Papaya mealybug


Have you seen papaya mealybug?

Be on the lookout and report signs to Biosecurity Queensland on 13 25 23 or contact the Exotic Plant Pest Hotline on 1800 084 881.

Early detection and reporting are key elements in controlling papaya mealybug.

Papaya mealybug (Paracoccus marginatus) is an invasive pest that can spread rapidly. It forms large infestations on leaves, fruit and stems of host plants such as papaya, frangipani and hibiscus.

In Australia, the pest was first detected in the Darwin area of the Northern Territory in July 2023. It has not been detected in Queensland.

Papaya mealybug can be a threat to commercial papaya production, as well as backyard papaya trees.

Papaya mealybug and the fruit they have infested pose no threat to humans.



  • Oval shaped
  • 2.0–3.5mm long
  • Yellow body covered in white wax with a fringe of short filaments
  • Round yellow eggs laid inside an egg sac

Plant damage

  • Leaf chlorosis, deformation or crinkling
  • Premature aging of leaves
  • Flowers and fruit may be underdeveloped or may drop under severe infestation
  • Sooty mould
  • Thick white, sticky waxy coating on leaves, stem and fruit

May be confused with

Papaya mealybug may be confused with other mealybugs. Identification of papaya mealybug can only be done by a specialist.


Papaya mealybug is thought to have originated in Central America. There is widespread distribution throughout the tropical regions of Asia, North, Central and South America, Africa and the Pacific.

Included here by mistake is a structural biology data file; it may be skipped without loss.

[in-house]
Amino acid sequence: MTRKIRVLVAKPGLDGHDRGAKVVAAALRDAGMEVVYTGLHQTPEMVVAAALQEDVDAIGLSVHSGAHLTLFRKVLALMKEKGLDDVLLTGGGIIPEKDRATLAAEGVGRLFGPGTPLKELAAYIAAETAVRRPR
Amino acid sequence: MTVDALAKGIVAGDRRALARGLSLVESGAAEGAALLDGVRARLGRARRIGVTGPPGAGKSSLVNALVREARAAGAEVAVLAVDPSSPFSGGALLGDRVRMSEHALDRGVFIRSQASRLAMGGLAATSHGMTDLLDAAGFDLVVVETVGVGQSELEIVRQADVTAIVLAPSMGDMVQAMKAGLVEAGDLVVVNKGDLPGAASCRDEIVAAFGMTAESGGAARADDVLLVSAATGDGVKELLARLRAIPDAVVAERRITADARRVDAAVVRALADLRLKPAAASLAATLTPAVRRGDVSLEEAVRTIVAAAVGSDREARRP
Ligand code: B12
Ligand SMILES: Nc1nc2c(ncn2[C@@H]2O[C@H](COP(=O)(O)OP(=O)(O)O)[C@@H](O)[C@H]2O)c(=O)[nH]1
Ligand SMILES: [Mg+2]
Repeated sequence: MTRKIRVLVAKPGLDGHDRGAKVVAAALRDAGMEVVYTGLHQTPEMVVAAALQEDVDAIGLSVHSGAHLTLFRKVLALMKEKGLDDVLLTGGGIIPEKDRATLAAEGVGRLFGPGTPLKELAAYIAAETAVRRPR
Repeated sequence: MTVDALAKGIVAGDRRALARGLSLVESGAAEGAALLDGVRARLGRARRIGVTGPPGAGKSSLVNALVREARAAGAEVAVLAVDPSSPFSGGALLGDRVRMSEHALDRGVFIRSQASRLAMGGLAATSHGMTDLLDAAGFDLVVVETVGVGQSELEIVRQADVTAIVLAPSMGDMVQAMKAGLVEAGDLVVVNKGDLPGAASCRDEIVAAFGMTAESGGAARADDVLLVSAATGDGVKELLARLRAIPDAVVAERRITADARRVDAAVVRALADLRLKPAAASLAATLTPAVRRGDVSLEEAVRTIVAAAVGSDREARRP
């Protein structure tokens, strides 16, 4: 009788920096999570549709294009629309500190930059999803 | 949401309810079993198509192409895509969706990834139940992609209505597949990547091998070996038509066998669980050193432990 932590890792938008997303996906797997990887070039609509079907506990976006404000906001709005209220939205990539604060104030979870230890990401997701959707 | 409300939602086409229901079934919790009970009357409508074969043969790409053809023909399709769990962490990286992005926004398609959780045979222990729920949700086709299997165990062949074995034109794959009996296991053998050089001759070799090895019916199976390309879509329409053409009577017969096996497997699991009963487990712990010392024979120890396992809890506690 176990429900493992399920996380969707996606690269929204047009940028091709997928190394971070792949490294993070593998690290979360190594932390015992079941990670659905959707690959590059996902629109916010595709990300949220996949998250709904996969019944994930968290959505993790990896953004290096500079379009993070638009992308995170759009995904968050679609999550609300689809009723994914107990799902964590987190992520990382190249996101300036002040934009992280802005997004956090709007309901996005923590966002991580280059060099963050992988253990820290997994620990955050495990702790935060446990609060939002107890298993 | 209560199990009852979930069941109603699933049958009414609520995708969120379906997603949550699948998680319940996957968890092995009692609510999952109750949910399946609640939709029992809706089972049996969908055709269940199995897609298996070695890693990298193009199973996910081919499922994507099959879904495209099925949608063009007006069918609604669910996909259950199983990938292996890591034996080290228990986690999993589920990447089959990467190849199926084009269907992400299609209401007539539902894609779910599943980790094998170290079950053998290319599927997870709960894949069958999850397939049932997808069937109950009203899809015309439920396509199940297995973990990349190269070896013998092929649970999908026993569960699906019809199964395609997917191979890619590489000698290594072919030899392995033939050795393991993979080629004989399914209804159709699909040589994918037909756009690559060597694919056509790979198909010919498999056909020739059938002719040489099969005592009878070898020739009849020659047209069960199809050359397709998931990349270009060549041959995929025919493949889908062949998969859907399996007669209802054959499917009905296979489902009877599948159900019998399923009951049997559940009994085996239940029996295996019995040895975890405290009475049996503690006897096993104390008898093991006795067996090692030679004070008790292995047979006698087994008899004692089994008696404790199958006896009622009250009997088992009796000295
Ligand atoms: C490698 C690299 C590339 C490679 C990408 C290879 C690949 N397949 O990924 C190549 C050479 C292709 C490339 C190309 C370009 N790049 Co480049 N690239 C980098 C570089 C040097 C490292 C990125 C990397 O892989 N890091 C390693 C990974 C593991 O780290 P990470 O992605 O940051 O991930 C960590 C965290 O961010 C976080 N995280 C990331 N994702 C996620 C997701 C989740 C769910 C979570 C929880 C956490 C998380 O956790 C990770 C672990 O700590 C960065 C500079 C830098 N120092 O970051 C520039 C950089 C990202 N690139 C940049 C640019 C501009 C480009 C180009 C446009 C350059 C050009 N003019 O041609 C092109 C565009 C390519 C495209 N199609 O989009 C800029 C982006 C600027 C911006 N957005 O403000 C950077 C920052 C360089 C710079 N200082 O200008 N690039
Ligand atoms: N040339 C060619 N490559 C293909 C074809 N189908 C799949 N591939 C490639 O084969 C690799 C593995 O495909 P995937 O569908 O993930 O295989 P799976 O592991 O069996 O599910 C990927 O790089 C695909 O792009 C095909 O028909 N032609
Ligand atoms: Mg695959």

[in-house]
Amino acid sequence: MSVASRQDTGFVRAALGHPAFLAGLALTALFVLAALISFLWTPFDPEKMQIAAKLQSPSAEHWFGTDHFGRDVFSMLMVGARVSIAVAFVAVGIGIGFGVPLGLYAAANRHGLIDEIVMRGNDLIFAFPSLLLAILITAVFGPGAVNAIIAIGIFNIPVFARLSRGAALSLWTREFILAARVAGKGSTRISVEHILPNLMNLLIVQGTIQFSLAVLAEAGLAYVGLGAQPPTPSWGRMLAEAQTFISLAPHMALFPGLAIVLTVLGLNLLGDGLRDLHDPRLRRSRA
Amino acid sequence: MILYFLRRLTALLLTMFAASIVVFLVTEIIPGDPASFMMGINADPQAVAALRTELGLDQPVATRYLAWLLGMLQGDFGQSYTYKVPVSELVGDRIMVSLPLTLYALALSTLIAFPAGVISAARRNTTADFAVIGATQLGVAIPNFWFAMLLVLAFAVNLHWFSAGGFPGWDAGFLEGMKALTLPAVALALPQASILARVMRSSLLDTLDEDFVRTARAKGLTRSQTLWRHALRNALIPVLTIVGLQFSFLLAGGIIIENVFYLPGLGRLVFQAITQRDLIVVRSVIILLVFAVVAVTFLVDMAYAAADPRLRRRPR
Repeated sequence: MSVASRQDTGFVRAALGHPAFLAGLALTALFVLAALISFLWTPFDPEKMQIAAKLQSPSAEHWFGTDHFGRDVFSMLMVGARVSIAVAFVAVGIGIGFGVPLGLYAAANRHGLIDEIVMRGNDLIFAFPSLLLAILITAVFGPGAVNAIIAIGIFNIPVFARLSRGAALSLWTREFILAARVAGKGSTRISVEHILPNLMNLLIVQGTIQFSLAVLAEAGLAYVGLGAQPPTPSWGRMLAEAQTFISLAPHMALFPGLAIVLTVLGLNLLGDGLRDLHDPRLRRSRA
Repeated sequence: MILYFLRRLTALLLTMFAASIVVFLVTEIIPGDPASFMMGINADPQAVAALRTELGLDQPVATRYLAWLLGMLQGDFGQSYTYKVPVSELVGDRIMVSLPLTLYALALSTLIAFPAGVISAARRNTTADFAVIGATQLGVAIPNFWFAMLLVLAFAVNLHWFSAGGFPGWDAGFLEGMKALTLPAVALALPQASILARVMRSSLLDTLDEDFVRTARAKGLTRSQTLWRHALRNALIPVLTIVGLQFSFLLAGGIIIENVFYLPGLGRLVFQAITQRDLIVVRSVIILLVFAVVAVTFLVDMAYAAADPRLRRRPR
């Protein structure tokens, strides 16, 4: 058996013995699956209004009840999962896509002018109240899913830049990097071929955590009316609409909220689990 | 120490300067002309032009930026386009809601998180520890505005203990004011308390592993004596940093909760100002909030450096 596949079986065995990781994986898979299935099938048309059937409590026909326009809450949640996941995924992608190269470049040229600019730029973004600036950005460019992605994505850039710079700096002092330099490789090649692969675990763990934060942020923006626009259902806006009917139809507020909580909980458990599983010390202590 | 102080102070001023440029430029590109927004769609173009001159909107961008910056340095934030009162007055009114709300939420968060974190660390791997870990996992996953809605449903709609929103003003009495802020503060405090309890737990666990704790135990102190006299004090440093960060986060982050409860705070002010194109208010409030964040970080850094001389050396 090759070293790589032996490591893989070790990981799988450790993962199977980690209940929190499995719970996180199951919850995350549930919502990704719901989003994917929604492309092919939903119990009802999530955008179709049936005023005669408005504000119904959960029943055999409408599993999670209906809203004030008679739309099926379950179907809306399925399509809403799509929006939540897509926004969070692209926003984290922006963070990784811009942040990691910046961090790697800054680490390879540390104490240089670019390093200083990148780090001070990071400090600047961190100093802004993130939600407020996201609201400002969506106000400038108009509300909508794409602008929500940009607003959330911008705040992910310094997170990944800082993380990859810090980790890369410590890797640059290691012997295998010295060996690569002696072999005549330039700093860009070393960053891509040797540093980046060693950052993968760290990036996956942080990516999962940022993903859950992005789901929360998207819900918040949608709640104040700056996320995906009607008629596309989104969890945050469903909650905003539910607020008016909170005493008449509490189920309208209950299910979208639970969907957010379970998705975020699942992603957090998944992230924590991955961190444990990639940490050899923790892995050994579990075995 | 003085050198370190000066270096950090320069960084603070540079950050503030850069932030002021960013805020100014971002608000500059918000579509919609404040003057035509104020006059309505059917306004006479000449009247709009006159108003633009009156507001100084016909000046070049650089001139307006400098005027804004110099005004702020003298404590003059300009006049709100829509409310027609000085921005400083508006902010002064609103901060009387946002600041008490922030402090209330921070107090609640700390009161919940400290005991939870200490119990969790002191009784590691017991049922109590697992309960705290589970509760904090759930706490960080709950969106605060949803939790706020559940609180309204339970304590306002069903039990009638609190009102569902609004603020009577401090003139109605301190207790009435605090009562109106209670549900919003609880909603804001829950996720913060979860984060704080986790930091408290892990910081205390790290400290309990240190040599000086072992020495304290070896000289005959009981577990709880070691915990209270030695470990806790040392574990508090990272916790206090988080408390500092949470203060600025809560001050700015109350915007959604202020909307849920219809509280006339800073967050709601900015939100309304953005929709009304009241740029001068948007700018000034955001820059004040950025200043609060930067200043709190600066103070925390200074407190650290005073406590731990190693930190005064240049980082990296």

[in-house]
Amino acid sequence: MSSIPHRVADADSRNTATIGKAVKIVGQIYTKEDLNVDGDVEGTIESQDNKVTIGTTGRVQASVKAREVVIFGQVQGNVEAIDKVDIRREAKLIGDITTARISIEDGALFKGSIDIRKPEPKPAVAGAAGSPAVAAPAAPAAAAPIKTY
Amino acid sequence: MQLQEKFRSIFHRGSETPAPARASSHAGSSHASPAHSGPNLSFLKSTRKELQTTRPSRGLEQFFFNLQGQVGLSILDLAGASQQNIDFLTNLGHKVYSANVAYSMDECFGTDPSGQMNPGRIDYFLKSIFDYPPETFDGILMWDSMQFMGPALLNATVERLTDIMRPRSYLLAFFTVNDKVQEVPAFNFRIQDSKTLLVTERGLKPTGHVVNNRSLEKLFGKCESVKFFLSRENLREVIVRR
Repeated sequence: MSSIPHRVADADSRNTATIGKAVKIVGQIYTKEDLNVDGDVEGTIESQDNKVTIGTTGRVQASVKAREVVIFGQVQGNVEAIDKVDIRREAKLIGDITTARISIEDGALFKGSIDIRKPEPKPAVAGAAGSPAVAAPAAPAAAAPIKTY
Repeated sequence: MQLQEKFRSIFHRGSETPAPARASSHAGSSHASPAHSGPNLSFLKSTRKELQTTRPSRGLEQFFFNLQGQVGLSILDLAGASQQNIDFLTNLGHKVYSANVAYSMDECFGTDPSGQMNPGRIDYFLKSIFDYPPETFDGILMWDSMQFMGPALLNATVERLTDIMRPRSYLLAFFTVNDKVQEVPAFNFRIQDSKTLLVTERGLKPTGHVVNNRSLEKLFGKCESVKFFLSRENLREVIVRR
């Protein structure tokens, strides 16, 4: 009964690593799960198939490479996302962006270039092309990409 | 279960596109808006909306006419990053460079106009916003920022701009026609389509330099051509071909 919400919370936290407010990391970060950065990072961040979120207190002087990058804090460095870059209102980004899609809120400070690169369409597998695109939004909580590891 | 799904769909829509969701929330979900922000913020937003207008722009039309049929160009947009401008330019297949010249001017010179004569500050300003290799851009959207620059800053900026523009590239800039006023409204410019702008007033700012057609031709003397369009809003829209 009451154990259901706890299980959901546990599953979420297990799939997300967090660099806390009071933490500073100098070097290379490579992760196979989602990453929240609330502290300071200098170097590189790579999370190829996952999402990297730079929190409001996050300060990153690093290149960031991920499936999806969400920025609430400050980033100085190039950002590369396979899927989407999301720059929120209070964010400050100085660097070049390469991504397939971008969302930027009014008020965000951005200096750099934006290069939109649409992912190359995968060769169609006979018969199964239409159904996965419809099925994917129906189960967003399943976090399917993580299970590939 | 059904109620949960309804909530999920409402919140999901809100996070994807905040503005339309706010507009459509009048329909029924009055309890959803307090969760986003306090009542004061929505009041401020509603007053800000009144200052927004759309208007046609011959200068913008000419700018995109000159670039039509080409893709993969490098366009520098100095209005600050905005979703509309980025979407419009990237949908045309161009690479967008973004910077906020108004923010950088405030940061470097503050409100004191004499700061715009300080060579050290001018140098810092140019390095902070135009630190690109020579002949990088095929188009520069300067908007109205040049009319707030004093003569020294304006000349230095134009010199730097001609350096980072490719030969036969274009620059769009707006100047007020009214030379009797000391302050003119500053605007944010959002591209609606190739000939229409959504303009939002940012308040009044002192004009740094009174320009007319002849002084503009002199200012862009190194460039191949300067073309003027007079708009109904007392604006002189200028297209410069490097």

In Australia, papaya mealybug is only known to occur in Darwin, Northern Territory. The pest has not been detected in Queensland.


Papaya mealybug has a known host range of over 200 plants.

Preferred hosts include:

  • papaya
  • frangipani
  • hibiscus.

Other hosts include:

  • avocado
  • capsicum
  • cherry
  • cotton
  • eggplant
  • grapefruit
  • guava
  • jatropha
  • mango
  • pea
  • pomegranate
  • sweet potato
  • teak
  • tomato.

Life cycle

  • 100–600 eggs are laid.
  • Once hatched, first instar crawlers start feeding on sap from plant tissue.
  • Females undergo 4 instars before moulting into adults.
  • Males undergo 2 instars, then pre pupa and pupa, and then emerge as winged adults.
  • There may be up to 5 generations per year depending on climatic conditions.


Papaya mealybug is a pest of a wide range of host plants. It may cause severe damage to crops, reduce crop yield, and disrupt domestic and international market access.

Backyard growers of papaya can also be affected by papaya mealybug infestations.

How it is spread

The biggest risk of spread of papaya mealybug is through the movement of infested plant material, soil or fruit.

Papaya mealybug is most easily spread when they are tiny crawlers.

Papaya mealybug crawlers have a limited range of natural dispersal to neighbouring plants. Strong winds may increase the range of dispersal.

Monitoring and action

If you have papaya, frangipani and hibiscus trees, inspect them for papaya mealybugs.


Call 13 25 23 if you find a plant you suspect may be Papaya mealybug to seek advice on control options.

Legal requirements

If you suspect the presence of papaya mealybug, contact Biosecurity Queensland immediately or contact the Exotic Plant Pest Hotline on 1800 084 881.

If you think you have found papaya mealybug, you must take all reasonable and practical steps under your control to minimise any associated risks. This is called a general biosecurity obligation (GBO).

Read about restrictions on moving plant material, soil and related equipment into Queensland.